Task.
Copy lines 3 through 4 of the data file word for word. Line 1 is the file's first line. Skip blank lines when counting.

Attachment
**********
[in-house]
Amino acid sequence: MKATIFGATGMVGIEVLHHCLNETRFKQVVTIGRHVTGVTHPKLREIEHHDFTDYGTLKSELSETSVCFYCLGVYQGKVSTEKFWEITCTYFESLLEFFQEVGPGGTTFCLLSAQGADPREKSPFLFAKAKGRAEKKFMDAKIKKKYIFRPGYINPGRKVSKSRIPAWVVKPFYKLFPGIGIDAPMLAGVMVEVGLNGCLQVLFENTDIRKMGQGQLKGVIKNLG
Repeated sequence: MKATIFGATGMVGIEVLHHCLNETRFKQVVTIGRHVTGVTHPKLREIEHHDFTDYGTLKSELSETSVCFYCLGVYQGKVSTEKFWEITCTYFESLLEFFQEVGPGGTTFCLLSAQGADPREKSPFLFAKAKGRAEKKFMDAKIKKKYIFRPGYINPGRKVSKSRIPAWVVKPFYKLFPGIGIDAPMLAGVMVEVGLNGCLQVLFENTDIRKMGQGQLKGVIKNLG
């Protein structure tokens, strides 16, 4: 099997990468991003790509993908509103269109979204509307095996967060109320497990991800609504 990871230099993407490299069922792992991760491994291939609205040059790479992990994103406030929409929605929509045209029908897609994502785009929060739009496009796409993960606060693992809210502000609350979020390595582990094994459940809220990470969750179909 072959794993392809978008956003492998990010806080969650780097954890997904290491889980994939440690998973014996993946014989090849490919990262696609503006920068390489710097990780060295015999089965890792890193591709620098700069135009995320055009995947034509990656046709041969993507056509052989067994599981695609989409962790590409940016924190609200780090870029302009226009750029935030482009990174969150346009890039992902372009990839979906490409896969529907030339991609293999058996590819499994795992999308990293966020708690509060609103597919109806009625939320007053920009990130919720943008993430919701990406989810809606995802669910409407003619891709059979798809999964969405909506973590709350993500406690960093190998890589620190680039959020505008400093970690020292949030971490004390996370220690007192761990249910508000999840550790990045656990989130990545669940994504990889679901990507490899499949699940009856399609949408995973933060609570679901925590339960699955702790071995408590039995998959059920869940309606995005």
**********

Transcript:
Repeated sequence: MKATIFGATGMVGIEVLHHCLNETRFKQVVTIGRHVTGVTHPKLREIEHHDFTDYGTLKSELSETSVCFYCLGVYQGKVSTEKFWEITCTYFESLLEFFQEVGPGGTTFCLLSAQGADPREKSPFLFAKAKGRAEKKFMDAKIKKKYIFRPGYINPGRKVSKSRIPAWVVKPFYKLFPGIGIDAPMLAGVMVEVGLNGCLQVLFENTDIRKMGQGQLKGVIKNLG
């Protein structure tokens, strides 16, 4: 099997990468991003790509993908509103269109979204509307095996967060109320497990991800609504 990871230099993407490299069922792992991760491994291939609205040059790479992990994103406030929409929605929509045209029908897609994502785009929060739009496009796409993960606060693992809210502000609350979020390595582990094994459940809220990470969750179909 072959794993392809978008956003492998990010806080969650780097954890997904290491889980994939440690998973014996993946014989090849490919990262696609503006920068390489710097990780060295015999089965890792890193591709620098700069135009995320055009995947034509990656046709041969993507056509052989067994599981695609989409962790590409940016924190609200780090870029302009226009750029935030482009990174969150346009890039992902372009990839979906490409896969529907030339991609293999058996590819499994795992999308990293966020708690509060609103597919109806009625939320007053920009990130919720943008993430919701990406989810809606995802669910409407003619891709059979798809999964969405909506973590709350993500406690960093190998890589620190680039959020505008400093970690020292949030971490004390996370220690007192761990249910508000999840550790990045656990989130990545669940994504990889679901990507490899499949699940009856399609949408995973933060609570679901925590339960699955702790071995408590039995998959059920869940309606995005």